The General Pharmaceutical Council (GPhC) was only established in 2010, but a current Department of Health (DH) consultation – Promoting professionalism, reforming regulation – suggests that the GPhC’s days may be numbered.

The consultation paper informs us that there are approximately 1.5 million people registered to practise in healthcare professions in the UK. But, it says, the system of regulation is “a historical patchwork”, carried out by nine statutory regulators.

The DH says that “regulation of healthcare professionals must change in order to protect patients, to support the transformation of UK healthcare services and to meet future challenges”.

At the moment, the nine healthcare regulators have different powers, which can result in different sanctions for similar professional failings. The DH insists that there is “no clear rationale” for retaining all nine separate bodies. What is more, the cost of regulation varies widely from one regulator to another. The DH wants to reduce the number of bodies to three or four ‘super-regulators’ that would govern a group of professions.

Is pharmacy a special case?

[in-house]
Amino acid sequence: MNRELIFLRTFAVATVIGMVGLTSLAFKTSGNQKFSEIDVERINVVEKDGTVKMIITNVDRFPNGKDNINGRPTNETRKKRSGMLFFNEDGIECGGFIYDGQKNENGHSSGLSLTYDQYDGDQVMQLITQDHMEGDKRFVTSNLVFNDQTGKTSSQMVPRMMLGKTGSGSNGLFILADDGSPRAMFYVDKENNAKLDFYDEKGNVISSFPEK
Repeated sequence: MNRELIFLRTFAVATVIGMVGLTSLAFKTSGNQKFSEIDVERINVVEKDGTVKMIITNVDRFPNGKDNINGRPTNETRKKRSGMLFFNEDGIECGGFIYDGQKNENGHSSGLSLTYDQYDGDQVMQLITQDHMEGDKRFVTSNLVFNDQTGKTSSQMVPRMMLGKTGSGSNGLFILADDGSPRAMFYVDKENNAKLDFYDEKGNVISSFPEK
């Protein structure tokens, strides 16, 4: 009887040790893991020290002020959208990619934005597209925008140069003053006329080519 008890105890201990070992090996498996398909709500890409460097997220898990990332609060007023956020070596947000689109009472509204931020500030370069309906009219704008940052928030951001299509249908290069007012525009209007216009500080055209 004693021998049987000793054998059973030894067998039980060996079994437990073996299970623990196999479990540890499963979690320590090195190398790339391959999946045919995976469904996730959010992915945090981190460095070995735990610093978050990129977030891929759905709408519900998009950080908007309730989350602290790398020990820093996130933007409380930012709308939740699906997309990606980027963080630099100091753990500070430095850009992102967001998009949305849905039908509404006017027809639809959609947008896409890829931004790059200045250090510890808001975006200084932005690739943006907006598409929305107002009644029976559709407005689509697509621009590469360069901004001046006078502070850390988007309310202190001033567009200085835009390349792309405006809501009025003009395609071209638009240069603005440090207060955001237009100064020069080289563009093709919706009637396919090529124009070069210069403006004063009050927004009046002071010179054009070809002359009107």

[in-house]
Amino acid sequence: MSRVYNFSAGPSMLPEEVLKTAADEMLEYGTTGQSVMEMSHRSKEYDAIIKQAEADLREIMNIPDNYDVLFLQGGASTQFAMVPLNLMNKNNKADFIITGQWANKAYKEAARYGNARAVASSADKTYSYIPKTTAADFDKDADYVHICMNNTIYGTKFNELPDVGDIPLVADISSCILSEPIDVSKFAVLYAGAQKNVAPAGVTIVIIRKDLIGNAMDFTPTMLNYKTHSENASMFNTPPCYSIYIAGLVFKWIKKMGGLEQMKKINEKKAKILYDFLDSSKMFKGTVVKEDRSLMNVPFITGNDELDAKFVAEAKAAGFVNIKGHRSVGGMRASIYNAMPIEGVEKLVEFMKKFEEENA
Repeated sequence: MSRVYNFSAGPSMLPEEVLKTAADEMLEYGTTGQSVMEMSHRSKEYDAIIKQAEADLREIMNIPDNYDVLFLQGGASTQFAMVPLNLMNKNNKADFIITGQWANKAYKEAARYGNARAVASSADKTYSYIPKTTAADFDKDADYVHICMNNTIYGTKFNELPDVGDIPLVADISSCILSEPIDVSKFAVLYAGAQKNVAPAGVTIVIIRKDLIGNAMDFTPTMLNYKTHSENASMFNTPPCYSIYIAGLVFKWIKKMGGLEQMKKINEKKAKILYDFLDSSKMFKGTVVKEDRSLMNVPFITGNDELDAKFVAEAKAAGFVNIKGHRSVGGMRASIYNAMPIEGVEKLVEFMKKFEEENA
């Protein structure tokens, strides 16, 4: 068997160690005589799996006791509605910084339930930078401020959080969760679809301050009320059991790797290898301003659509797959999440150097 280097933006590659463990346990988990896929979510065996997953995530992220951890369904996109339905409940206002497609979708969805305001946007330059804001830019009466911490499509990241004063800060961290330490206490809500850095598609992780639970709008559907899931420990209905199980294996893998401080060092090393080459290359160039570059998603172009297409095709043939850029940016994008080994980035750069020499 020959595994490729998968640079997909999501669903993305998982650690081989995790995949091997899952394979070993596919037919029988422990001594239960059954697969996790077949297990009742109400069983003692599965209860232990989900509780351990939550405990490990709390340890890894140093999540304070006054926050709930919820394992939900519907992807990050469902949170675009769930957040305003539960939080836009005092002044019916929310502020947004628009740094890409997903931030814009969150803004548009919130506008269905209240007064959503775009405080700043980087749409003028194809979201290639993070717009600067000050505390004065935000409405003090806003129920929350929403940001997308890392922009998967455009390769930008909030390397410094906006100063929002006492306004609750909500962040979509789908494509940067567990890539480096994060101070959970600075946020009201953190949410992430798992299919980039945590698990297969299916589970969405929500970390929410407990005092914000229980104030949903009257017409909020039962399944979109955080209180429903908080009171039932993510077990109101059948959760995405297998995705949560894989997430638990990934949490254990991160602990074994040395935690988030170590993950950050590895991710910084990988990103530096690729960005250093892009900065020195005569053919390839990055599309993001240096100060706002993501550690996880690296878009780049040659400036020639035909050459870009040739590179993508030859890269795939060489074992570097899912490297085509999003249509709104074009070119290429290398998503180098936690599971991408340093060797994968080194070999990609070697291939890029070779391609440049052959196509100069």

The DH says that efficiencies begin to accrue when a regulator has a registrant base of between 100,000 and 200,000. The GPhC has just over 89,000 registrants in England, Wales and Scotland, while the Pharmaceutical Society of Northern Ireland (PSNI), which is the smallest regulator in the UK, has 2,852 registrants. You don’t have to be a mathematical genius to work out the implications for the GPhC and PSNI.

Pharmacy is the only area of healthcare that is not regulated by a single UK body, so it may not be possible to avoid a merger of the GPhC and the PSNI. However, there are some good reasons for keeping pharmacy regulation separate from the bodies that regulate other healthcare professions:

  • The powers of some healthcare regulators may be out of date – this doesn’t apply to the GPhC which, as one of the newest, has more modern powers.
  • The breadth of pharmacy activity among community pharmacy, the hospital sector and the pharmaceutical industry may not blend naturally with other healthcare professions.
  • Pharmacy is unique among healthcare professions in having a statutory inspectorate with statutory powers, and almost unique in having premises that are registered.
  • The legislation governing pharmacy practice is also very different to the laws governing other healthcare professions. The Medicines Act and the Human Medicines Regulations create a raft of criminal offences that apply only to pharmacy practice.

The consultation is open until January 23, 2018. But a ‘Jack-of-all-trades’ regulator is likely to lack the expertise to govern a profession with pharmacy’s special features.